Chapter 4 is intended to advance the view that moving groundwater is the common basic cause of a wide variety of natural processes and phenomena and hence it should be regarded as a general geologic agent.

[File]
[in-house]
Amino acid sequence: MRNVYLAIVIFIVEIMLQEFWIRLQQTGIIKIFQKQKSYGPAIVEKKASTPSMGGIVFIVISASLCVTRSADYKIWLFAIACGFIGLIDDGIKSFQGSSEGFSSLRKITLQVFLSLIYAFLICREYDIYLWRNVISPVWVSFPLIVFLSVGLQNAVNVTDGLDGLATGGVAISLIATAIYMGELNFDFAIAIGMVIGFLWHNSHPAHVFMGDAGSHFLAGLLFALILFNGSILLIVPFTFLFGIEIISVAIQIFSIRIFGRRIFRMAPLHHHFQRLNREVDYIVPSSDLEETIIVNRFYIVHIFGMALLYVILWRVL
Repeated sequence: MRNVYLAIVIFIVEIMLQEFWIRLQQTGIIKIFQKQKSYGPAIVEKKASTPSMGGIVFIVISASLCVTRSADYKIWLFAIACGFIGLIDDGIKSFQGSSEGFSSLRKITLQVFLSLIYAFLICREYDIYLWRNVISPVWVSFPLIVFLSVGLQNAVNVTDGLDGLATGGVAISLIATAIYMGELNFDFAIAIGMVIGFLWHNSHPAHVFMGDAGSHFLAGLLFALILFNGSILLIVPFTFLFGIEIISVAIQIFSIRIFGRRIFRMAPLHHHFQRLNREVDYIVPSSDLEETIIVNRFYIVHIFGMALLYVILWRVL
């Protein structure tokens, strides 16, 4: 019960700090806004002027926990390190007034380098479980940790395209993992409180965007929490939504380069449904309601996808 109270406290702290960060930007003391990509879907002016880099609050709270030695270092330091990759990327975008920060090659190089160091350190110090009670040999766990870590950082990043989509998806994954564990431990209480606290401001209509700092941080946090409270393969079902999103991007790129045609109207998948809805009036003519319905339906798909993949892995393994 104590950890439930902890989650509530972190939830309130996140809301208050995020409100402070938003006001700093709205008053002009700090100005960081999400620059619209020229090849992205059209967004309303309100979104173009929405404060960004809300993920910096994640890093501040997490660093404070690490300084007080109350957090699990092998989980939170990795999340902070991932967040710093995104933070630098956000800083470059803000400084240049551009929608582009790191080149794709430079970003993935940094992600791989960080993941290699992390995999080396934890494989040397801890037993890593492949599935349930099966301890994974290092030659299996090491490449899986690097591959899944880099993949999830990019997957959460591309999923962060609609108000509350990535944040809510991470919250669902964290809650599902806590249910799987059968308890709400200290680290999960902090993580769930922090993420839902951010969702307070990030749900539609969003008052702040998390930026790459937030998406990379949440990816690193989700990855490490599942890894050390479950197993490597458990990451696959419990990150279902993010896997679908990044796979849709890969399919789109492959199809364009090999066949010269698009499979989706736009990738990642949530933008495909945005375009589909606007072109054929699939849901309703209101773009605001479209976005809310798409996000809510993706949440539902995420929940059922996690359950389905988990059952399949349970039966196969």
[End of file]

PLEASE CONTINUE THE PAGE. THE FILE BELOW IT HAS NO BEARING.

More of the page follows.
That groundwater plays an active role in certain geologic processes has been recognized in numerous earth-science subdisciplines for a long time. However, the generality of this role was not appreciated until the 1960s and 1970s, when the underlying common cause itself was sufficiently understood to allow, and indeed to stimulate, dedicated studies of its broader ramifications. That cause was the gravity-driven basinal flow of groundwater. Even during this period, however, the generalization of groundwater's role in nature was hindered by at least two factors. First, the diversity of natural phenomena related to groundwater flow effectively conceals a single common cause. Second, a lack of knowledge, or even awareness, of basinal groundwater hydraulics among specialists of various other disciplines prevents them from recognizing the cause-and-effect relation between regional groundwater flow and the particular phenomena of their interest. By way of illustrating the difficulty of envisaging a common origin, suffice only to list such diverse, and indeed in some cases disparate, natural phenomena generated and/or fundamentally shaped by groundwater flow as: soil salinization, continental salt deposits, regional patterns of groundwater's chemical composition, soil liquefaction, gullying, landslides, dry-land ice fields, geysers, positive and negative geothermal anomalies, lake eutrophication, base-flow characteristics of streams, bog- vs. fen-type wetlands, type and quality of plant species and associations, taliks in permafrost, roll-front and tabular uranium deposits, dolomitization of limestones, karst morphology, diagenesis of certain clay minerals, some sulfide-ore deposits, and certain types of hydrocarbon accumulations.